Doris Lessing, winner of the Nobel Prize for Literature and author of The Grass is Singing, has recently died, and it would be amiss not to mark it here. Lessing was, in my eyes, one of Rhodiesia’s (and now Zimbabwe’s) literary greats.
The Grass is Singing was Lessing’s debut novel, set in 1940s Rhodesia, about a young woman who moves to the bush after marrying a farmer. It is written in the stark, honest and cutting language that I love, and after reading it at university, it quickly went to the top of my Zimbabwean books list. It scared me and welcomed me; it revealed follies and truisms, and its setting of a lonely, heat-oppressed, tin-roofed farmhouse has stayed with me ever since.
Here is an extract:
When she was gone, she thought, this house would be destroyed. It would be killed by the bush, which had always hated it, had always stood around it silently, waiting for the moment when it could advance and cover it, for ever, so that nothing remained. She could see the house, empty, its furnishings rotting. First would come the rats. Already they ran over the rafters at night, their long wiry tails trailing. They would swarm up over the furniture and the walls, gnawing and gutting ’till nothing was left but brick and iron, and the floors were thick with droppings. And then the beetles: great, black, armoured beetles would crawl in from the veld and lodge in the crevices of the brick. Some were there now, twiddling with their feelers, watching with small painted eyes.
And then the rains would break. The sky would lift and clear, and the trees grow lush and distinct, and the air would be shining like water. But at night the rain would drum down on the roof, on and on, endlessly, and the grass would spring up in the space of empty ground about the house, and the bushes would follow, and by the next season creepers would trail over the verandah and pull down the tins of plants, so that they crashed into pullulating masses of wet growth, and geraniums grew side by side with the blackjacks. A branch would nudge through the broken windowpanes, and, slowly, slowly, the shoulders of trees would press against the brick, until at last it leaned and crumbled and fell, a hopeless ruin, with sheets of rusting iron resting on the bushes, and under the tin, toads and long wiry worms like rats’ tails, and fat white worms, like slugs. At last the bush would cover the subsiding mass, and there would be nothing left.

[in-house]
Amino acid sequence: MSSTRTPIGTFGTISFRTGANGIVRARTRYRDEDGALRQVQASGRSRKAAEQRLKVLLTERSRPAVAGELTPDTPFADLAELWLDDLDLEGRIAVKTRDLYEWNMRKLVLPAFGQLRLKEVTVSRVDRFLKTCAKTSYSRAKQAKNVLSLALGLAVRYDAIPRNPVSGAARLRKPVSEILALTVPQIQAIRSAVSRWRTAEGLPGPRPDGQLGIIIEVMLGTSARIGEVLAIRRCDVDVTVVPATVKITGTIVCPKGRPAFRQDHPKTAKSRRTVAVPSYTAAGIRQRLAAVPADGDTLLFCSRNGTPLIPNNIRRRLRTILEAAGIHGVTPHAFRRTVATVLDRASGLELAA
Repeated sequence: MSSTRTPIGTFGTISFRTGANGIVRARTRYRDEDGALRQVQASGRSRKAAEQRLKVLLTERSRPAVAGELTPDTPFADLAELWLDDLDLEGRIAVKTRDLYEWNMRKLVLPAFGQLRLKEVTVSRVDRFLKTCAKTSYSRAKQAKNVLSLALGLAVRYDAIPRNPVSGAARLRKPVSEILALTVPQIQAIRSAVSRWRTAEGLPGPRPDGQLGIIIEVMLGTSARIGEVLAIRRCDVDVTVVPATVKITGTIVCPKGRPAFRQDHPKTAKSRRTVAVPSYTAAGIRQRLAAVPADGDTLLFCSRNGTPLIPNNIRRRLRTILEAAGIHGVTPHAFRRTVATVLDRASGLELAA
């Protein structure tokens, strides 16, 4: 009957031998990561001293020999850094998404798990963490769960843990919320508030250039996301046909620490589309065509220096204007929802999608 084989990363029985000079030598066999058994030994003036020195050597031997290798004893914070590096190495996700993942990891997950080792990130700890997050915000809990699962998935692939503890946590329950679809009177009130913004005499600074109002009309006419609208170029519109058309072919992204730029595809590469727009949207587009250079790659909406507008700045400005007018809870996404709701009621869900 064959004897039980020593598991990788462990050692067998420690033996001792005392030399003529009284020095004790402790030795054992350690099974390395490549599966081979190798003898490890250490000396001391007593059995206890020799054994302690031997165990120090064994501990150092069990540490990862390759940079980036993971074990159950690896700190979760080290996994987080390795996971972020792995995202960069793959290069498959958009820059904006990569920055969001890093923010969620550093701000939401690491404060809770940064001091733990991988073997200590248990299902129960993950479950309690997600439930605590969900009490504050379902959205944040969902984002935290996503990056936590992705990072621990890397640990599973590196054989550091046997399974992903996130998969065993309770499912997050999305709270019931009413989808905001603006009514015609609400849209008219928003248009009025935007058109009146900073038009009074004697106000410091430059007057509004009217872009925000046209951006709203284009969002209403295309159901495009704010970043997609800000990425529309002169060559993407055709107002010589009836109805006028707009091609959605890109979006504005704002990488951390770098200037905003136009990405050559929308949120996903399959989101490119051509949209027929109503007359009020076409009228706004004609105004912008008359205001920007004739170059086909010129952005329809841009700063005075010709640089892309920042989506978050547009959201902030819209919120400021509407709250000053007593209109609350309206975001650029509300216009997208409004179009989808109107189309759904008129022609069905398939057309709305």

This anecdote from The Guardian leaves me with no doubt that Lessing truly understood what she was writing about:
“What influence does African culture have on your work?” asked a witless member of the audience at the Hay on Wye literary festival some years ago. Lessing blinked at her with undisguised irritation.
Africa, she pointed out, is not like “the Isle of Wight or Long Island”. Its cultures are unquantifiable, its influence on those who grew up there too intrinsic to analyse. “Whatever I am, I have been made so by central Africa,” she wrote in Going Home, her journalistic account of Southern Rhodesia. “The fact is, I don’t live anywhere. I never have since I left that first house.”